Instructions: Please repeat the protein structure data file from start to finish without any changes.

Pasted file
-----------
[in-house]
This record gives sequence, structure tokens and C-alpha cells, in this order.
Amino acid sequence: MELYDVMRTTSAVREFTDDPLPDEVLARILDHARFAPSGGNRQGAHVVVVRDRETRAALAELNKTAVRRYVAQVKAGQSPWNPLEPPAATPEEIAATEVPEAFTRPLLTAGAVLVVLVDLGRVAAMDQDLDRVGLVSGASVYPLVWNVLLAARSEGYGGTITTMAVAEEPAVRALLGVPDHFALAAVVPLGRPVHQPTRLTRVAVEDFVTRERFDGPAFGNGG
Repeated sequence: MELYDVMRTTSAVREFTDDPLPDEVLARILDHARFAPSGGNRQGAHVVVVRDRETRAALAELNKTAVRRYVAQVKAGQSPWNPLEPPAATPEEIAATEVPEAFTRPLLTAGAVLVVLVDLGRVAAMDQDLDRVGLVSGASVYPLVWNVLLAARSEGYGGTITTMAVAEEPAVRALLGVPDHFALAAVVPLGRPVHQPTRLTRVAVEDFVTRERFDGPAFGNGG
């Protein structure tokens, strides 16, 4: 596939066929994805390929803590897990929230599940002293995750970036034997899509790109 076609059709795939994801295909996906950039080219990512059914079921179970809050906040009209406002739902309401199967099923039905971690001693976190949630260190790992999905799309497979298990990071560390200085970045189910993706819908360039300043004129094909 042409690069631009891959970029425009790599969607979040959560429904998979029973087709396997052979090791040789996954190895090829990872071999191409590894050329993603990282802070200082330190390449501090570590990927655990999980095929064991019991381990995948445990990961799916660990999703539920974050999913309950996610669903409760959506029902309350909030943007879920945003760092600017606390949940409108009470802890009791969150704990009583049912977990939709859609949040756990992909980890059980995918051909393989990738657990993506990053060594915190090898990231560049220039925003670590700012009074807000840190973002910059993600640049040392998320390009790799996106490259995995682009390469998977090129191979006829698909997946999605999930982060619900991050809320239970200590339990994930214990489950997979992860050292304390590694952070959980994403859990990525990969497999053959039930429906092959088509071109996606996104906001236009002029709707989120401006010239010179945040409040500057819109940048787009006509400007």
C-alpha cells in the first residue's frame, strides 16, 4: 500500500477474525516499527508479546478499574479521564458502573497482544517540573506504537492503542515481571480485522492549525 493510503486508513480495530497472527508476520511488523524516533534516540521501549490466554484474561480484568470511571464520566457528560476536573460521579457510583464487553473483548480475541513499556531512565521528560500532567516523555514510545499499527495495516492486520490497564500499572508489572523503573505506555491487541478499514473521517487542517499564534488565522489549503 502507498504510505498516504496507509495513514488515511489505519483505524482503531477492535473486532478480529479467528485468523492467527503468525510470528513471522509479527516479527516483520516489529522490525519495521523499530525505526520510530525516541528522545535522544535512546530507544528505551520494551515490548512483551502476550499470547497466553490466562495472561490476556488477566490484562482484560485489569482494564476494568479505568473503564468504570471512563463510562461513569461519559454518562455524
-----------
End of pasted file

[in-house]
This record gives sequence, structure tokens and C-alpha cells, in this order.
Amino acid sequence: MELYDVMRTTSAVREFTDDPLPDEVLARILDHARFAPSGGNRQGAHVVVVRDRETRAALAELNKTAVRRYVAQVKAGQSPWNPLEPPAATPEEIAATEVPEAFTRPLLTAGAVLVVLVDLGRVAAMDQDLDRVGLVSGASVYPLVWNVLLAARSEGYGGTITTMAVAEEPAVRALLGVPDHFALAAVVPLGRPVHQPTRLTRVAVEDFVTRERFDGPAFGNGG
Repeated sequence: MELYDVMRTTSAVREFTDDPLPDEVLARILDHARFAPSGGNRQGAHVVVVRDRETRAALAELNKTAVRRYVAQVKAGQSPWNPLEPPAATPEEIAATEVPEAFTRPLLTAGAVLVVLVDLGRVAAMDQDLDRVGLVSGASVYPLVWNVLLAARSEGYGGTITTMAVAEEPAVRALLGVPDHFALAAVVPLGRPVHQPTRLTRVAVEDFVTRERFDGPAFGNGG
């Protein structure tokens, strides 16, 4: 596939066929994805390929803590897990929230599940002293995750970036034997899509790109 076609059709795939994801295909996906950039080219990512059914079921179970809050906040009209406002739902309401199967099923039905971690001693976190949630260190790992999905799309497979298990990071560390200085970045189910993706819908360039300043004129094909 042409690069631009891959970029425009790599969607979040959560429904998979029973087709396997052979090791040789996954190895090829990872071999191409590894050329993603990282802070200082330190390449501090570590990927655990999980095929064991019991381990995948445990990961799916660990999703539920974050999913309950996610669903409760959506029902309350909030943007879920945003760092600017606390949940409108009470802890009791969150704990009583049912977990939709859609949040756990992909980890059980995918051909393989990738657990993506990053060594915190090898990231560049220039925003670590700012009074807000840190973002910059993600640049040392998320390009790799996106490259995995682009390469998977090129191979006829698909997946999605999930982060619900991050809320239970200590339990994930214990489950997979992860050292304390590694952070959980994403859990990525990969497999053959039930429906092959088509071109996606996104906001236009002029709707989120401006010239010179945040409040500057819109940048787009006509400007």
C-alpha cells in the first residue's frame, strides 16, 4: 500500500477474525516499527508479546478499574479521564458502573497482544517540573506504537492503542515481571480485522492549525 493510503486508513480495530497472527508476520511488523524516533534516540521501549490466554484474561480484568470511571464520566457528560476536573460521579457510583464487553473483548480475541513499556531512565521528560500532567516523555514510545499499527495495516492486520490497564500499572508489572523503573505506555491487541478499514473521517487542517499564534488565522489549503 502507498504510505498516504496507509495513514488515511489505519483505524482503531477492535473486532478480529479467528485468523492467527503468525510470528513471522509479527516479527516483520516489529522490525519495521523499530525505526520510530525516541528522545535522544535512546530507544528505551520494551515490548512483551502476550499470547497466553490466562495472561490476556488477566490484562482484560485489569482494564476494568479505568473503564468504570471512563463510562461513569461519559454518562455524